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In Central Otago, every day is a holiday. This landscape is so fantastic and the region is so strkingly beautiful and it's a bonus to grow grapes so well here.<br /><br />Rudi Bauer As a pioneer of Central Otago, Rudi Bauer understands and believes with a passion in the wonderful future for Central Otago as a fine wine growing region. With two decades of experience making first-class wine there, he sees himself at the beginning of the journey, one that will by necessity be carried on by generations after him.<br /><br />Raymond Chan Quartz Reef applies the proven winemaking talents of Austrian-born Rudi Bauer, who continues to enjoy & explore the Pinot Noir's many dimensions, and the convergence of the old and the new wine worlds. In Central Otago, every day is a holiday. This landscape is so fantastic and the region is so strkingly beautiful and it's a bonus to grow grapes so well here.<br /><br />Rudi Bauer As a pioneer of Central Otago, Rudi Bauer understands and believes with a passion in the wonderful future for Central Otago as a fine wine growing region. With two decades of experience making first-class wine there, he sees himself at the beginning of the journey, one that will by necessity be carried on by generations after him.<br /><br />Raymond Chan

In Central Otago, every day is a holiday. This landscape is so fantastic and the region is so strkingly beautiful and it\'s a bonus to grow grapes so well here.

Rudi Bauer

Vintage Update

Vintage 2019

The 2019 season at Quartz Reef started well with perfect spring conditions. Budburst arrived on September 22nd starting with our Chardonnay vines and followed by the Pinot Noir and Pinot Gris. Unfortunately in early October we were hit hard with a severe frost. The weather warmed up and was relatively mild throughout the remaining Spring with rainfall in late November/early December providing good levels of moisture. This meant our vineyard flourished whilst we recorded the lowest water usage in a season.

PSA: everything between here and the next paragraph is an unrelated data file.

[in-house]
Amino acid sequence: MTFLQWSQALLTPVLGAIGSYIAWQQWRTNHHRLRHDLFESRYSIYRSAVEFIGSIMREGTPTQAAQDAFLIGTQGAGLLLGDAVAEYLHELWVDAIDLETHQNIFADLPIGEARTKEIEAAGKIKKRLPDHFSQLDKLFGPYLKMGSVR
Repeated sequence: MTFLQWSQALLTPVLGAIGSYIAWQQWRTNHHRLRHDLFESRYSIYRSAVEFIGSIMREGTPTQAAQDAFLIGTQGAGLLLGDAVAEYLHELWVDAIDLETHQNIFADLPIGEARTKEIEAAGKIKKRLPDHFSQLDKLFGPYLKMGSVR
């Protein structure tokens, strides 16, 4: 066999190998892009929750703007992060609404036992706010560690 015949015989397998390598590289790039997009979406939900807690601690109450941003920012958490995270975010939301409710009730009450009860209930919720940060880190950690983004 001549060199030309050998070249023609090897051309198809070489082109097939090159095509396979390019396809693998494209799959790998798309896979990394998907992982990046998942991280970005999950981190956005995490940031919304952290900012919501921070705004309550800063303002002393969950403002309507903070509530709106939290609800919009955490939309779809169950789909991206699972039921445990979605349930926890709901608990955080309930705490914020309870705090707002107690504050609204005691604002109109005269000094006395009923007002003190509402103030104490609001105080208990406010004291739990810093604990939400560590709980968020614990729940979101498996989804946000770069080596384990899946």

Bendigo Early Morning Frost

At the beginning of December another cold front hit during flowering affecting bunch size resulting in a low yielding crop. Warm and settled weather followed with veraison of our Chardonnay, Pinot Noir and Pinot Gris starting towards the end of January.  Due to the light crops and warm weather, especially nights, the fruit ripened quickly and we geared up in expectation of another early harvest.

During the growing season (budburst to veraision) the following preparations were applied in the vineyard: Cow horn manure (500) and cow horn - quartz silica (501) application. As well as stinging nettle, equisetum and valerian tea’s.

Biodynamic Preparations  Biodynamic Preparation Compost

And indeed we did start harvest slightly earlier this year and although we were ready with anticipation, our machinery was not! We had an absent press brain as it was being re-calibrated and our forklift also appeared to have been re-calibrated but with the wrong wiring as it would only turn left (somewhat reminiscent of a certain movie called Zoolander). With Kiwi and Austrian ingenuity we mastered the moment and harvest for Pinot Noir fruit for our sparkling wine base commenced on the 21st February followed by the Chardonnay. This continued into March with our last pick for the sparkling harvest on the 13th March.

Harvest of Pinot Tractor during Harvest

There was a break on the autumn equinox which allowed the team to make our cow horn manure 500 and oak bark 505 preparation’s and bury them until they are lifted on the spring equinox. When then moved into the picking our Pinot Noir on the 28th of March. Harvest for the majority of fruit used in our still wines (Pinot Noir and Pinot Gris) started on the 1st of April – (not a joke)!

Chardonnay going in the Press  Working the Press

Due to the different flowering patterns and variation across the vineyard this year we had to be adaptive in our picking decisions. Constant monitoring of grape ripeness was required to identify the perfect picking window and the fruit was harvested in small sections from throughout the vineyard.

We wrapped up our 2019 harvest on the 8th April with the picking of our precious Gruner Veltliner (with assistance from our capital friends Olly of Vintners and Davey from Ortego Fish Shack).

Gruner Veltliner Harvest

In the winery we experienced very concentrated flavours and ripe tannins due to smaller berry size. We had to be very aware to not over extract our Pinot Noir in order to express the nature of our vineyard together with providing finesse and weight in the most balanced manner. The last pressing of Pinot Noir into barrel was completed with overall excellent colour, enticing ripe tannins and dark fruit with low malics.

Autumn in the vineyard

Finally in May, the last of the nets were removed and the sheep brought in to graze. Back at the winery our Pinot Gris and Gruner Veltliner is quietly fermenting, our vintage clean-up has been completed and our last ciaos and goodbyes said to this year’s interns.

Vintage Dinner

The 2019 vintage impression is extremely good quality, clean fruit and we look forward to sharing these wines with you.